Galerie Fatiha Selam » ANDRÉ HEMER



André Hemer, born in 1981, is a New-Zealand painter living in Sydney whose work explores the links between digital media and painting. His work opens a new path by working with this classic medium, modern discussions on which are often proclaimed in demise. He gives primary priority to the value of digital images, saving them from their inevitable drowning within the mass of digitalization. By doing so André Hemer returns to painting in its most simple nature, recalling the visual of a period, a context, a culture. He employs the digital as tool to carry out his practice, but also as an object with which to witness our own culture. The artist therefore works with a marriage between the painting, whose practice he brings up to date, and the digital medium, which he raises the value to a work of art. This merges two worlds that are normally put against each other, highlighting each of their values.

Completing his MA (masters) at the Royal College of Arts, London, and gaining a PhD (doctorate) in painting from Sydney College of the Arts, (University of Sydney), André Hemer was recently singled out by The Guardian, nominating him as one among their six favourite artists whose career will be one to follow. He has also done the front cover of the work 100 painters of Tomorrow, of Thames and Hudson publications (2014) that present the most promising artists from around thirty countries. Represented by the Chalk House Gallery (Sydney, Australia) and by the Gow Langford (Auckland) and Bartely and Company (Wellington) in New Zealand, the artist is also internationally shown (Korea, United Kingdon, China, Japan, Germany, Taiwan, Italy …). ‘A Hot Mess’ at Galerie Fatiha Selam is his first French exhibition. This exhibition takes place within a current wave of events, as the artist will participate in no less than six exhibitions here by the end of 2015. These exhibitions include the Galerie Kristin Hjellegjerde in London, the Villa Lena in Tuscany and a retrospective of his works since 2005 curated by the Pataka Museum in New-Zealand.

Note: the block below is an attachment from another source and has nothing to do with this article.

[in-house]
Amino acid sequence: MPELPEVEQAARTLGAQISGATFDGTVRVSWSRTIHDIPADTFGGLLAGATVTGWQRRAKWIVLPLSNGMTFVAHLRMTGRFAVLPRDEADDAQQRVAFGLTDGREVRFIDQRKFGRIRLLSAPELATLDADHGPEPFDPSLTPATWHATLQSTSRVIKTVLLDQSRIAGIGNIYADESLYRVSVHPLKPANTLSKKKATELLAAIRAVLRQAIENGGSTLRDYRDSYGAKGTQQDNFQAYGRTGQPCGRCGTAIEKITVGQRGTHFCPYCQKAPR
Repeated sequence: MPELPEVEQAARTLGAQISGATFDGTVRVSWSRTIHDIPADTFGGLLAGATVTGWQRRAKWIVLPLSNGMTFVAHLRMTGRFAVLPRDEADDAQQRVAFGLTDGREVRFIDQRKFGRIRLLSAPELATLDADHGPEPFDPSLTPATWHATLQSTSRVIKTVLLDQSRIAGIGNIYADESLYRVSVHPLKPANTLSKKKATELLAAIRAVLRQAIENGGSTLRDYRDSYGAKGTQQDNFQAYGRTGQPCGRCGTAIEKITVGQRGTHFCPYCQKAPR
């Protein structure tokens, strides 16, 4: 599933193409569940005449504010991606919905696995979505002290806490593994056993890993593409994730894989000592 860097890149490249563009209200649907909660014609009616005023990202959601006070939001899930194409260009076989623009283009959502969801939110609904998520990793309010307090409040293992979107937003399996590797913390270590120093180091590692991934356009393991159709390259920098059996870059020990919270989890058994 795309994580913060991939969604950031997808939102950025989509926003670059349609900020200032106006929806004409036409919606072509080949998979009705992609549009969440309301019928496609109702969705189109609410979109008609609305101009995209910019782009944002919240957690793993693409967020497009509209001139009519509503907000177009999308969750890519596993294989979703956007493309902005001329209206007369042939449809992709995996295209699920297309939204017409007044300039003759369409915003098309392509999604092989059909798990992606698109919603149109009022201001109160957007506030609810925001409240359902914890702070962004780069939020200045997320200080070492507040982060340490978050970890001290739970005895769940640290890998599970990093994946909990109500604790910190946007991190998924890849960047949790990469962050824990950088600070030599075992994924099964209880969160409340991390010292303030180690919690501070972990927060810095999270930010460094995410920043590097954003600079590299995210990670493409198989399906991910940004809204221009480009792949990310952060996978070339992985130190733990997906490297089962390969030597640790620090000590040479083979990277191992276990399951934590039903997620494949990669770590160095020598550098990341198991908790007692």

See André Hemer’s personnal website

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